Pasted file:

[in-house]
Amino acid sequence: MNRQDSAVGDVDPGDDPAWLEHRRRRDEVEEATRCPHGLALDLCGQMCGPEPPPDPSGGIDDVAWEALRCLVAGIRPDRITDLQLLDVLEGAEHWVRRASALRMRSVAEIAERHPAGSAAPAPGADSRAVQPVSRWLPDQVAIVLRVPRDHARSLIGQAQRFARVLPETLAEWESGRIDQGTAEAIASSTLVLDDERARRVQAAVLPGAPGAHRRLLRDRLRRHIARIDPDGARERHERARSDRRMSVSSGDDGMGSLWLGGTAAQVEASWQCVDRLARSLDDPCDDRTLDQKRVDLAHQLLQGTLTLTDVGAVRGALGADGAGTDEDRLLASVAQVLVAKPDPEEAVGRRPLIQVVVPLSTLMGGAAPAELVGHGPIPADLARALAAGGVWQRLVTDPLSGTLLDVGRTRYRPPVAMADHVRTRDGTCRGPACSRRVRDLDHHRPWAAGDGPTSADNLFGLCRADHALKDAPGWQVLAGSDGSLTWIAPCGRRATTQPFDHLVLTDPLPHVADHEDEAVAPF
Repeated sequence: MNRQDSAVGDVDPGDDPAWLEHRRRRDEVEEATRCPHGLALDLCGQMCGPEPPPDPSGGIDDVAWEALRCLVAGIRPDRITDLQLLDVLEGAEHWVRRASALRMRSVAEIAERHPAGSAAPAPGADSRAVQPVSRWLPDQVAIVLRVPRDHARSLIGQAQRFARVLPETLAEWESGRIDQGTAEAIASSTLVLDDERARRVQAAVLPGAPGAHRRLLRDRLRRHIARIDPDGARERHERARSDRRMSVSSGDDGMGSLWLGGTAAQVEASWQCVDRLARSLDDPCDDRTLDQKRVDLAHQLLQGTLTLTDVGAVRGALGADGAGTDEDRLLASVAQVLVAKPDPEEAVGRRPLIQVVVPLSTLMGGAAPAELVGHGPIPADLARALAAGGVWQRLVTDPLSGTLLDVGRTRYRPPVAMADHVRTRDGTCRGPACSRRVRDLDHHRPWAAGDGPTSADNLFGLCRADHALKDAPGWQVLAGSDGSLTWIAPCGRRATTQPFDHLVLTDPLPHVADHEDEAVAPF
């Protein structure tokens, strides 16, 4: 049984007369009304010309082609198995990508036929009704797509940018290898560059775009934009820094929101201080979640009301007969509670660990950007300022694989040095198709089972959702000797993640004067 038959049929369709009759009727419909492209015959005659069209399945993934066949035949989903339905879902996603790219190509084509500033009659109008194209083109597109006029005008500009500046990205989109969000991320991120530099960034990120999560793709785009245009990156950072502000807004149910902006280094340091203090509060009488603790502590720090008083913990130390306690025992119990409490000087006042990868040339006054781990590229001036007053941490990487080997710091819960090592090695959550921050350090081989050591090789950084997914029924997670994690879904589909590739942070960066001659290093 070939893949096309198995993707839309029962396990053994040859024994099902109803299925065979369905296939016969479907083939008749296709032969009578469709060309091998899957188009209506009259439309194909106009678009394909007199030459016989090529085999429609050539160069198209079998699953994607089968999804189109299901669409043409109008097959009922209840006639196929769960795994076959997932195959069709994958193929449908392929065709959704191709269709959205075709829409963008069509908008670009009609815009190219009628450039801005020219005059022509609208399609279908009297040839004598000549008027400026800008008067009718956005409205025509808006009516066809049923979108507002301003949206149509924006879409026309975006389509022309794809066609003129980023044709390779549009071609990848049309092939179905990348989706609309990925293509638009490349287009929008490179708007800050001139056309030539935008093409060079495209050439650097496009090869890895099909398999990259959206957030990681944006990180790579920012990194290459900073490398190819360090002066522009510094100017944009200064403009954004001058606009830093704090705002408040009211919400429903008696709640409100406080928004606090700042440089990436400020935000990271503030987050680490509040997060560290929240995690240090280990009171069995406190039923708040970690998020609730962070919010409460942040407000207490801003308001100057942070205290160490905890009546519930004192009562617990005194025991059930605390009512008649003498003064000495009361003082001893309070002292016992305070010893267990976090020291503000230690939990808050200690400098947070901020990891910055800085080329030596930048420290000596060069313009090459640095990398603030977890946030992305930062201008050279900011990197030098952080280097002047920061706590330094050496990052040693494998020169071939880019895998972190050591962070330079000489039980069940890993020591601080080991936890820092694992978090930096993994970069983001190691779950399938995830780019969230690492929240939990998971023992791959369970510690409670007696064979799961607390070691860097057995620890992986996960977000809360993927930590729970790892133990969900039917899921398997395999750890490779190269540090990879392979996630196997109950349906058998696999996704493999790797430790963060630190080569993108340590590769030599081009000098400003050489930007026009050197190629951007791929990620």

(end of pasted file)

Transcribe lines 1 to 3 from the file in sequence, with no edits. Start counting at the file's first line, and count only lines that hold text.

[in-house]
Amino acid sequence: MNRQDSAVGDVDPGDDPAWLEHRRRRDEVEEATRCPHGLALDLCGQMCGPEPPPDPSGGIDDVAWEALRCLVAGIRPDRITDLQLLDVLEGAEHWVRRASALRMRSVAEIAERHPAGSAAPAPGADSRAVQPVSRWLPDQVAIVLRVPRDHARSLIGQAQRFARVLPETLAEWESGRIDQGTAEAIASSTLVLDDERARRVQAAVLPGAPGAHRRLLRDRLRRHIARIDPDGARERHERARSDRRMSVSSGDDGMGSLWLGGTAAQVEASWQCVDRLARSLDDPCDDRTLDQKRVDLAHQLLQGTLTLTDVGAVRGALGADGAGTDEDRLLASVAQVLVAKPDPEEAVGRRPLIQVVVPLSTLMGGAAPAELVGHGPIPADLARALAAGGVWQRLVTDPLSGTLLDVGRTRYRPPVAMADHVRTRDGTCRGPACSRRVRDLDHHRPWAAGDGPTSADNLFGLCRADHALKDAPGWQVLAGSDGSLTWIAPCGRRATTQPFDHLVLTDPLPHVADHEDEAVAPF
Repeated sequence: MNRQDSAVGDVDPGDDPAWLEHRRRRDEVEEATRCPHGLALDLCGQMCGPEPPPDPSGGIDDVAWEALRCLVAGIRPDRITDLQLLDVLEGAEHWVRRASALRMRSVAEIAERHPAGSAAPAPGADSRAVQPVSRWLPDQVAIVLRVPRDHARSLIGQAQRFARVLPETLAEWESGRIDQGTAEAIASSTLVLDDERARRVQAAVLPGAPGAHRRLLRDRLRRHIARIDPDGARERHERARSDRRMSVSSGDDGMGSLWLGGTAAQVEASWQCVDRLARSLDDPCDDRTLDQKRVDLAHQLLQGTLTLTDVGAVRGALGADGAGTDEDRLLASVAQVLVAKPDPEEAVGRRPLIQVVVPLSTLMGGAAPAELVGHGPIPADLARALAAGGVWQRLVTDPLSGTLLDVGRTRYRPPVAMADHVRTRDGTCRGPACSRRVRDLDHHRPWAAGDGPTSADNLFGLCRADHALKDAPGWQVLAGSDGSLTWIAPCGRRATTQPFDHLVLTDPLPHVADHEDEAVAPF